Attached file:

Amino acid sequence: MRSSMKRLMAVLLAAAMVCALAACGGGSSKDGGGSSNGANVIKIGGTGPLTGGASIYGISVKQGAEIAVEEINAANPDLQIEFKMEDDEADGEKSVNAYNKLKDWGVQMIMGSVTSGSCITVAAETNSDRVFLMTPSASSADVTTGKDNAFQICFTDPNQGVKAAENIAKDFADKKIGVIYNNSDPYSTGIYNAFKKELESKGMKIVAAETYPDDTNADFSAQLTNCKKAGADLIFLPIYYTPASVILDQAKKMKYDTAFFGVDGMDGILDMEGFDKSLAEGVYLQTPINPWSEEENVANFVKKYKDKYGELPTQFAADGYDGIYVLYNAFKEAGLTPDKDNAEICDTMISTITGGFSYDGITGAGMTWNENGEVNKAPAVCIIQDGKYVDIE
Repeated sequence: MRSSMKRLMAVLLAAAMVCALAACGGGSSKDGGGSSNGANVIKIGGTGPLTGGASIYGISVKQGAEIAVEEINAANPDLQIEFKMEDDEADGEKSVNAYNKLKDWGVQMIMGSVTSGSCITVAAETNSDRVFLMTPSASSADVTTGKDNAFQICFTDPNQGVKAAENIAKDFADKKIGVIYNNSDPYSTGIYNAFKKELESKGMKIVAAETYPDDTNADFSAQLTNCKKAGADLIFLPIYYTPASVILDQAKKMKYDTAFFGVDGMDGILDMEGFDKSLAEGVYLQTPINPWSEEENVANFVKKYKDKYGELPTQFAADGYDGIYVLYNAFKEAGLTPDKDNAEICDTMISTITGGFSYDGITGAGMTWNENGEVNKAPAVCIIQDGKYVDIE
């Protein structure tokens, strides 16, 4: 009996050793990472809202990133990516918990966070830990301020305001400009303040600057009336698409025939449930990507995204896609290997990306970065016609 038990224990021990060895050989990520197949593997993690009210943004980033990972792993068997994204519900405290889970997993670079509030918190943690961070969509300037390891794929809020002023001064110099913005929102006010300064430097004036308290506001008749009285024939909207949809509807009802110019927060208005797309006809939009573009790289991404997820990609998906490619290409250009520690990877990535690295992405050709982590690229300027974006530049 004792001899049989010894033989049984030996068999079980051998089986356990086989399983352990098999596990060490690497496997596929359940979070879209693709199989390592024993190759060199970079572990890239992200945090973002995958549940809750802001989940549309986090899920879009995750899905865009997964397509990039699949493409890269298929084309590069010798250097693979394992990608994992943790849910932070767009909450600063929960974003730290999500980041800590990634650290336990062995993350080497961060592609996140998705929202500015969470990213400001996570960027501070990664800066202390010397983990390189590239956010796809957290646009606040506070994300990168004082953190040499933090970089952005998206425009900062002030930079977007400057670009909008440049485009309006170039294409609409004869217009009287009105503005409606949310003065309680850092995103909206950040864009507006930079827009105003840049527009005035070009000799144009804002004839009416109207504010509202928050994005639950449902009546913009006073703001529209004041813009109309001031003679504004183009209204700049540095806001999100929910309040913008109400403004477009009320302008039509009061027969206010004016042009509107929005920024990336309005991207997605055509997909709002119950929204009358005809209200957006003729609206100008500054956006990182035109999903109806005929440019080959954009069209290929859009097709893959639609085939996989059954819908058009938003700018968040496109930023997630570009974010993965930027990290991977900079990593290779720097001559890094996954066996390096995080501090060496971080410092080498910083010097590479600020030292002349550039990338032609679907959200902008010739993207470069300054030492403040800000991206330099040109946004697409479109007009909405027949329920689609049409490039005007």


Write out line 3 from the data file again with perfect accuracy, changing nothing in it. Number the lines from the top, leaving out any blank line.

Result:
């Protein structure tokens, strides 16, 4: 009996050793990472809202990133990516918990966070830990301020305001400009303040600057009336698409025939449930990507995204896609290997990306970065016609 038990224990021990060895050989990520197949593997993690009210943004980033990972792993068997994204519900405290889970997993670079509030918190943690961070969509300037390891794929809020002023001064110099913005929102006010300064430097004036308290506001008749009285024939909207949809509807009802110019927060208005797309006809939009573009790289991404997820990609998906490619290409250009520690990877990535690295992405050709982590690229300027974006530049 004792001899049989010894033989049984030996068999079980051998089986356990086989399983352990098999596990060490690497496997596929359940979070879209693709199989390592024993190759060199970079572990890239992200945090973002995958549940809750802001989940549309986090899920879009995750899905865009997964397509990039699949493409890269298929084309590069010798250097693979394992990608994992943790849910932070767009909450600063929960974003730290999500980041800590990634650290336990062995993350080497961060592609996140998705929202500015969470990213400001996570960027501070990664800066202390010397983990390189590239956010796809957290646009606040506070994300990168004082953190040499933090970089952005998206425009900062002030930079977007400057670009909008440049485009309006170039294409609409004869217009009287009105503005409606949310003065309680850092995103909206950040864009507006930079827009105003840049527009005035070009000799144009804002004839009416109207504010509202928050994005639950449902009546913009006073703001529209004041813009109309001031003679504004183009209204700049540095806001999100929910309040913008109400403004477009009320302008039509009061027969206010004016042009509107929005920024990336309005991207997605055509997909709002119950929204009358005809209200957006003729609206100008500054956006990182035109999903109806005929440019080959954009069209290929859009097709893959639609085939996989059954819908058009938003700018968040496109930023997630570009974010993965930027990290991977900079990593290779720097001559890094996954066996390096995080501090060496971080410092080498910083010097590479600020030292002349550039990338032609679907959200902008010739993207470069300054030492403040800000991206330099040109946004697409479109007009909405027949329920689609049409490039005007």